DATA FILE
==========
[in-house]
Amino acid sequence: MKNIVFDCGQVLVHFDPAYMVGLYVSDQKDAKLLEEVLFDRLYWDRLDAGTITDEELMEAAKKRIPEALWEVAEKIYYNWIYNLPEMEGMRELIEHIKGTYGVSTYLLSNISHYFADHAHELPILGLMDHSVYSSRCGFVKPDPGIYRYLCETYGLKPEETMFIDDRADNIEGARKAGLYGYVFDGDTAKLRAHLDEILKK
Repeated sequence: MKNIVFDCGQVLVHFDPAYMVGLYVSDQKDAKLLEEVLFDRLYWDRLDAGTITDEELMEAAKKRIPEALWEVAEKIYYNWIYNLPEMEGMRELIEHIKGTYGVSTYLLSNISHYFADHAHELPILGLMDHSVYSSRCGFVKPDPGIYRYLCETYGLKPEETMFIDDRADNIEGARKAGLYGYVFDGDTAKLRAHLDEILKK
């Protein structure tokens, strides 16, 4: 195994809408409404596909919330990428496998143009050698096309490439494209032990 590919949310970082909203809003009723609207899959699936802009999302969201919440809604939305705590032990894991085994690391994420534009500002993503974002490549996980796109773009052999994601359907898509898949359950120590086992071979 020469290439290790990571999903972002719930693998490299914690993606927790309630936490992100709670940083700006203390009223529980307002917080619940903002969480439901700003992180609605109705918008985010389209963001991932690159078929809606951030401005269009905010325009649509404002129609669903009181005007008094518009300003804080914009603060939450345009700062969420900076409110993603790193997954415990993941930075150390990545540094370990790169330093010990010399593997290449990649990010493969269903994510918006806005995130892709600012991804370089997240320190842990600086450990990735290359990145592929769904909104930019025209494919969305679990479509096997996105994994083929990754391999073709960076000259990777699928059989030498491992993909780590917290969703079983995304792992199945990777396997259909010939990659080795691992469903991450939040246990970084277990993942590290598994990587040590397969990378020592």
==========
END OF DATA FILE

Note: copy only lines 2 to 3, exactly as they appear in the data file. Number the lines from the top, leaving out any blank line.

Amino acid sequence: MKNIVFDCGQVLVHFDPAYMVGLYVSDQKDAKLLEEVLFDRLYWDRLDAGTITDEELMEAAKKRIPEALWEVAEKIYYNWIYNLPEMEGMRELIEHIKGTYGVSTYLLSNISHYFADHAHELPILGLMDHSVYSSRCGFVKPDPGIYRYLCETYGLKPEETMFIDDRADNIEGARKAGLYGYVFDGDTAKLRAHLDEILKK
Repeated sequence: MKNIVFDCGQVLVHFDPAYMVGLYVSDQKDAKLLEEVLFDRLYWDRLDAGTITDEELMEAAKKRIPEALWEVAEKIYYNWIYNLPEMEGMRELIEHIKGTYGVSTYLLSNISHYFADHAHELPILGLMDHSVYSSRCGFVKPDPGIYRYLCETYGLKPEETMFIDDRADNIEGARKAGLYGYVFDGDTAKLRAHLDEILKK